In the 1960s and ‘70s, the common assumption among the traveling public was that supersonic transportation would become a significant reality some day. After all, it was only the next, logical step beyond ordinary, sub-sonic jetliners. Aviation seemed to be advancing at an incredible rate. The transition from propeller-driven aircraft to jetliners had only taken a few decades. With the technology to travel above the speed of sound and the tremendous advantages of being able to cross the Atlantic, for example, in under three hours, few barriers seemed to stand in the way of flight above mach one.
Although that seems not to have taken place, that thinking may actually have been correct. The technology does exist to travel faster than the speed of sound—much faster. Unfortunately, developing that technology would work against the world of aviation, and it is likely that that is one reason for which it has not come about. Ultimately, the fastest, most efficient, and—surprisingly—quietest methods of transport would be those without wings and which never left the ground. The technology spoken of is the vacuum train.
As you likely know, the English language is rife with words from other languages. In fact, almost all of our words are derived, to one extent or another, from the various Indo-European languages, most of which sound nothing like English and often enough, little like one another.
While most of our words have segued rather smoothly from their old-world origins into modern, spoken English, there are a few which have stubbornly retained their original pronunciations. You’ll notice that we don’t pronounce the ‘z’ or ‘s’ in rendezvous, for example. The word being essentially the same in English as in French does not stop us from knowing quite well what it means. We know this mostly because there is no distinct English word for rendezvous, nor need there be; the French word works just fine.
There are some far less well-known examples which we’ll visit today. These are words essentially identical to their etymological ancestors which can be found in any quality English dictionary despite being, for all intents and purposes, not English. In particular, we’ll focus on German’s contributions. The value of these words is not really in their eccentricity relative to the rest of English, but in what they mean. In each case, there is no English equivalent, making the words priceless.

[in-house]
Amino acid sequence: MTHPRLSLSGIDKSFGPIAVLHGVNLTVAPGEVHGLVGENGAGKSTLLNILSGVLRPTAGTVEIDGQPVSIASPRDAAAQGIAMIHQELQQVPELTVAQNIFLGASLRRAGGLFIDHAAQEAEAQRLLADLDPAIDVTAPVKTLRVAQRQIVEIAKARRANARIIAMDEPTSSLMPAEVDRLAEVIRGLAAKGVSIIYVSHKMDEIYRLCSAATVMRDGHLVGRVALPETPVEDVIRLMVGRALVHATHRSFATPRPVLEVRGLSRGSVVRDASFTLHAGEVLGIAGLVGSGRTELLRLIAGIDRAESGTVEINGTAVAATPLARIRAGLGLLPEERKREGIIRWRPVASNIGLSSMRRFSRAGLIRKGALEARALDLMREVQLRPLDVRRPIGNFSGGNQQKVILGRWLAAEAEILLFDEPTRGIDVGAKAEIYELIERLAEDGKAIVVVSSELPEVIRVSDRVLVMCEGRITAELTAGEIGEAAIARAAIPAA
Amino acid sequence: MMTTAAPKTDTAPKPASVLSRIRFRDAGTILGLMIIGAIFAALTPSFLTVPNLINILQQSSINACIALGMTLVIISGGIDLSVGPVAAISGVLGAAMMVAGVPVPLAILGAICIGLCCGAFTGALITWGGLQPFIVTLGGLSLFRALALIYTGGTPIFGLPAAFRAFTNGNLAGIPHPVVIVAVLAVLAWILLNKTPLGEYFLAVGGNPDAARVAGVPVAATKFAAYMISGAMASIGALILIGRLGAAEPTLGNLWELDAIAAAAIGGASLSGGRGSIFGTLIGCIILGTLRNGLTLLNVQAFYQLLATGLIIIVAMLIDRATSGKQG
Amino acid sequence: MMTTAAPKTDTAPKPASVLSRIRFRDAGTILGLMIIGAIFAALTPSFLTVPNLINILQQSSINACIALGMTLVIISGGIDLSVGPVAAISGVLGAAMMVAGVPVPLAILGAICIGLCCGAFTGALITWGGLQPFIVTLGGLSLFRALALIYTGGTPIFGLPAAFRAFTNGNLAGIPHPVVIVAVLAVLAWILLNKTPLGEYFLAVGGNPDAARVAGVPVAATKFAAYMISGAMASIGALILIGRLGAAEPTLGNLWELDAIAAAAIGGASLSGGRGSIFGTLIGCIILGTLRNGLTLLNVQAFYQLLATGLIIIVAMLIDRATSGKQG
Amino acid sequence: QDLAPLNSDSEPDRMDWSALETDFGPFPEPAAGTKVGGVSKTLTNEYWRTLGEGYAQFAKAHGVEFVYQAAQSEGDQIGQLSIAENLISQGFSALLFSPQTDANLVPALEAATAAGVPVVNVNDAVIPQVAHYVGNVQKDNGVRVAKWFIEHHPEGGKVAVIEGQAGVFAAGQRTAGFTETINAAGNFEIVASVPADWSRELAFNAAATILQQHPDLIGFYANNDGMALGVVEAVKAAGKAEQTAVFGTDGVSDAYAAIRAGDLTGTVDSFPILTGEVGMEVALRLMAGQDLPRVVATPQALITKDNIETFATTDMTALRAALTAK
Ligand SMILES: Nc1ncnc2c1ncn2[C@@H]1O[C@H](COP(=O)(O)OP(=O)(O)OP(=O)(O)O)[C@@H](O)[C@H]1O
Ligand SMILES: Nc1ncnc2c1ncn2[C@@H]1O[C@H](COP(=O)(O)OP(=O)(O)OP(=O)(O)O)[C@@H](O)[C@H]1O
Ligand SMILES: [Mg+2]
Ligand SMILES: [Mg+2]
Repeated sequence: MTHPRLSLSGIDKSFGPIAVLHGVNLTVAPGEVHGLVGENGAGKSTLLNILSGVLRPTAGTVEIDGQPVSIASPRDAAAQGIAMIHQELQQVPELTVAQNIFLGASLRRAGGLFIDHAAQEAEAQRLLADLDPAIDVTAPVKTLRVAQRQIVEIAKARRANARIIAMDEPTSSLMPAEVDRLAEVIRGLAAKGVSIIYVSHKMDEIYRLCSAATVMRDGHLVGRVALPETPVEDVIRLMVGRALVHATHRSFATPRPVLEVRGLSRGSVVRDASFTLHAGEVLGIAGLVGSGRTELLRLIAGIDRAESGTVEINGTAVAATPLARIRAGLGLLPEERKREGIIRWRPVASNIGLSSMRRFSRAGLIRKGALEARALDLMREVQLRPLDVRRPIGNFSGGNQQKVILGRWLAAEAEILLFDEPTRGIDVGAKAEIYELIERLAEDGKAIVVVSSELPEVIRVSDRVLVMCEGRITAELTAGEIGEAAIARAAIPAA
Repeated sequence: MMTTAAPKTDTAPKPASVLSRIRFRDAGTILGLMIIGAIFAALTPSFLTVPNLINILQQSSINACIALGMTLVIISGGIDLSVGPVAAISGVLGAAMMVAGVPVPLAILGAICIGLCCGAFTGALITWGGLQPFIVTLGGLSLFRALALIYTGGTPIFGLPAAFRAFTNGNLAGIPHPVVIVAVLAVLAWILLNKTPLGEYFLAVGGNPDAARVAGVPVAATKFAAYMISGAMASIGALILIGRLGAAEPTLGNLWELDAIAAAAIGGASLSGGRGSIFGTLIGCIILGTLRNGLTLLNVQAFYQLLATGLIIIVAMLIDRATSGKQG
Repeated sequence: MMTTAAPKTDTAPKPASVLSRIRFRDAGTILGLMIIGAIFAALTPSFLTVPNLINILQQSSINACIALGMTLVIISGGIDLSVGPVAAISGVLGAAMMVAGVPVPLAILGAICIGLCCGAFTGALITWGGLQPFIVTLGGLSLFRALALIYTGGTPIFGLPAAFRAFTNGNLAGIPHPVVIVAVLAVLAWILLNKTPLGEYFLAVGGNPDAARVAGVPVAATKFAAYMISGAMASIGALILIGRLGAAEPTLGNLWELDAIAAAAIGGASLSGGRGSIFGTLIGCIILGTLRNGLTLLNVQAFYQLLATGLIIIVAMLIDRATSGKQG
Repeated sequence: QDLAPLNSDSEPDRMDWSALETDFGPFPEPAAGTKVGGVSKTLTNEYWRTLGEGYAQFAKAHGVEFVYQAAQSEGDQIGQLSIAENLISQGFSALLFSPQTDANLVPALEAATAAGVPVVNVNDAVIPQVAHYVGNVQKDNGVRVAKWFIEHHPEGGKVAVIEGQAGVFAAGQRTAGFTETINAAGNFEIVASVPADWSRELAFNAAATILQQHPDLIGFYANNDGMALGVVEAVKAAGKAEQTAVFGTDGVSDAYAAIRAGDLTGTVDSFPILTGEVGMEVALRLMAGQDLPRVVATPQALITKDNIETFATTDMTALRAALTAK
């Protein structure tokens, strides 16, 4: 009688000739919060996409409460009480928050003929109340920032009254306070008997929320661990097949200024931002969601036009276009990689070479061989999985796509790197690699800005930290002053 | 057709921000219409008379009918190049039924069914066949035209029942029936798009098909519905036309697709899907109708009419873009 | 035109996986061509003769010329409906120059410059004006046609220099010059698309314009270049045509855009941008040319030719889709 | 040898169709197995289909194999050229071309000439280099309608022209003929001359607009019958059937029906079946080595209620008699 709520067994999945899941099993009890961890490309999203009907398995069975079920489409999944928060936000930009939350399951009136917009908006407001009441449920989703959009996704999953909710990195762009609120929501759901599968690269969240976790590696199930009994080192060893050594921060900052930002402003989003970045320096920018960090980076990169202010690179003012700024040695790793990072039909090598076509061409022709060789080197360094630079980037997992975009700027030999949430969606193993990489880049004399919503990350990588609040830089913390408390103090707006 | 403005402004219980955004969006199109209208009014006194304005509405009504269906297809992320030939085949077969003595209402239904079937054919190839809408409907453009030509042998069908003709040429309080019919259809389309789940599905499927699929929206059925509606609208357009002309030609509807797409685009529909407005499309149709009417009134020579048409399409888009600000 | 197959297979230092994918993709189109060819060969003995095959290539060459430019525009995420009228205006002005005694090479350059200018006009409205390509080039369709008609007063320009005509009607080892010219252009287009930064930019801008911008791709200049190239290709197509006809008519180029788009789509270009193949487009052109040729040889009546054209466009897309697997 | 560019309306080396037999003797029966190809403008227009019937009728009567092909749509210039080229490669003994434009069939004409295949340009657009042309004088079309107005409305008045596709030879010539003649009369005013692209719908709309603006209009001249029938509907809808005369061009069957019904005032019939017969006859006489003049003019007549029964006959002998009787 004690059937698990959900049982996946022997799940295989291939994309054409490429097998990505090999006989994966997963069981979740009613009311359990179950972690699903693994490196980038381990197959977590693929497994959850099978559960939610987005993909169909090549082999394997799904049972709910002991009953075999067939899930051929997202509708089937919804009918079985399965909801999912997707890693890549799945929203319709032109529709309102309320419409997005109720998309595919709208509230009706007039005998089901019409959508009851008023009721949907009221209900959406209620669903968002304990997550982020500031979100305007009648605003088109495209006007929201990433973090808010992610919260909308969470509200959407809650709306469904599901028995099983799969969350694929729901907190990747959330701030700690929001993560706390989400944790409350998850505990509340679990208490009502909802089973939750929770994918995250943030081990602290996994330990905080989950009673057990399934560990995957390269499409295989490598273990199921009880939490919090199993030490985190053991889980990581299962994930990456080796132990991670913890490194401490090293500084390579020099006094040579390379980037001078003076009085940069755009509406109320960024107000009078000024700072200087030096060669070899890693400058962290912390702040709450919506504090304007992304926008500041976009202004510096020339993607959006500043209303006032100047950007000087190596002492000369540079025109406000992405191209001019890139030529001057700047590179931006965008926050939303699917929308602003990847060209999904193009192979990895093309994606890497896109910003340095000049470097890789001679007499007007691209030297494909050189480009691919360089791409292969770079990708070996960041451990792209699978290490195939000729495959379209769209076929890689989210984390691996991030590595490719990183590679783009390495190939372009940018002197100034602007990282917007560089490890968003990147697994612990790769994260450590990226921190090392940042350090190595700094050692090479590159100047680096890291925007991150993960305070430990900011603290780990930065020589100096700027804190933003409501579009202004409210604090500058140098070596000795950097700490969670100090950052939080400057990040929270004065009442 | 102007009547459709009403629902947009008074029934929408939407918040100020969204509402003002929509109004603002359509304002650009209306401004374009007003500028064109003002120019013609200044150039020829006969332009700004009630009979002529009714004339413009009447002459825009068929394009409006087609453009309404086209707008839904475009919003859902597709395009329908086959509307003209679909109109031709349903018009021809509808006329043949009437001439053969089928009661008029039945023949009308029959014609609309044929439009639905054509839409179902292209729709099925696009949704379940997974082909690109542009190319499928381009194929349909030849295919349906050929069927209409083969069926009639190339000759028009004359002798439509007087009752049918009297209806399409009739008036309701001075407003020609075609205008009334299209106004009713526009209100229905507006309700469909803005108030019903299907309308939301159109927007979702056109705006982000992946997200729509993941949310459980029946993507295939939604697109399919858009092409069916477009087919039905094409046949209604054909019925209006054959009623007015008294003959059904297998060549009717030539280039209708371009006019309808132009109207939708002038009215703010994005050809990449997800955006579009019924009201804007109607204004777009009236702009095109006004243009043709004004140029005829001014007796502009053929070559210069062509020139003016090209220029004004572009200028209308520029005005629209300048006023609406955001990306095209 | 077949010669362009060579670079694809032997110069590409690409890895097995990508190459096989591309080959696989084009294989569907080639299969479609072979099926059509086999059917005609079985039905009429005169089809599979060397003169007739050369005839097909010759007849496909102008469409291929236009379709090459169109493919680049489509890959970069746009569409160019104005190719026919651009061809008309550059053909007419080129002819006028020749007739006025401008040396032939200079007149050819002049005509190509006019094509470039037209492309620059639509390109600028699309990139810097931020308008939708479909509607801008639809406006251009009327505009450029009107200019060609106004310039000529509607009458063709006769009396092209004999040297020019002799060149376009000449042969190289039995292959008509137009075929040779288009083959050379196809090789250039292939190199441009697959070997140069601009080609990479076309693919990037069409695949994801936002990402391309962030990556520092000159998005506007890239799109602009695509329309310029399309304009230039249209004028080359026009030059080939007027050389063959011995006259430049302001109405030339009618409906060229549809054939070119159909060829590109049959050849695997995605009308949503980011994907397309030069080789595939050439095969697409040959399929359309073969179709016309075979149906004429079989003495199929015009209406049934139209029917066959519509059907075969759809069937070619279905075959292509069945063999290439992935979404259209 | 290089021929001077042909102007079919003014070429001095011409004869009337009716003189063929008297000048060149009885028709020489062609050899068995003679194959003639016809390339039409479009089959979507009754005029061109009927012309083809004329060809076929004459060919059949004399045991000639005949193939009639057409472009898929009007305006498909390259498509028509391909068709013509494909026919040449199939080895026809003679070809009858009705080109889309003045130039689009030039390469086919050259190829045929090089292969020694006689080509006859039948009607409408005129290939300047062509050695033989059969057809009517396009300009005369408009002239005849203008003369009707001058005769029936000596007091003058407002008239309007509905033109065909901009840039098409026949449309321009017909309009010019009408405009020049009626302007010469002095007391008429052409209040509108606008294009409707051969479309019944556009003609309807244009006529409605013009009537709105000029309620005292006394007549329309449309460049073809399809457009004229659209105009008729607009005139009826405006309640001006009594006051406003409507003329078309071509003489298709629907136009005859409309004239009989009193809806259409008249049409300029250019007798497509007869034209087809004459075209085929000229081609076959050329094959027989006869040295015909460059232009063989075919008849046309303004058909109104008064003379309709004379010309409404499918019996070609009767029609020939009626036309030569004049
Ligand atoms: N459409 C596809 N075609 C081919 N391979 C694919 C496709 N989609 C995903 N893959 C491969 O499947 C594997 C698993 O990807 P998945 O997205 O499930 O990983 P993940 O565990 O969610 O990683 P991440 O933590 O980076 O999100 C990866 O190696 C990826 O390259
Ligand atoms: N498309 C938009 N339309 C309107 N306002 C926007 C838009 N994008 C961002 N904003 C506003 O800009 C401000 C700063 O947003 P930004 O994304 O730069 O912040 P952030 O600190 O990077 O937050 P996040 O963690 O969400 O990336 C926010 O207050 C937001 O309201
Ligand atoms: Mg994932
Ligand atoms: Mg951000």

When you think about it—not that you do, but if you did—it seems that the word “extraordinary” makes no sense whatsoever. After all, how can something be extra ordinary, and why would that be good?
The other day, my thoroughly ordinary best friend brought that up, and it got me to wondering about other misleading compound words in the English language. It turns out, there are quite a few, and some of them quite interesting.
Take “cranberry”, for example. We can see quite plainly where blueberries, blackberries, and strawberries get their names… but cranberries? What is a cran? And how about gooseberries?!
Of course, in addition to prefixes which don’t mean anything, there’s a regular plethora of those which do mean something… just not what we think. And of course, many of these are part of words which have no independent root. Take “disgruntled”, for example. Anyone can be “disgruntled”, but can you be “gruntled”? Presumably, that’s what you are most of the time, when you’re not disgruntled.
Ironically (where blogging is concerned) I was unable to connect to the Internet while writing today’s blog post. As a result, I had to write about something I already knew.
In searching the depths of my mind for things both nerdy and interesting, I came across time travel. To make a very long story short, time travel is—in fact—possible. We, the human race, in our present stage of astrophysical knowledge and understanding, know how to move a person forward in time. We do not know how to move a person backward in time. Sorry; visiting the dinosaurs or your dead relatives are out.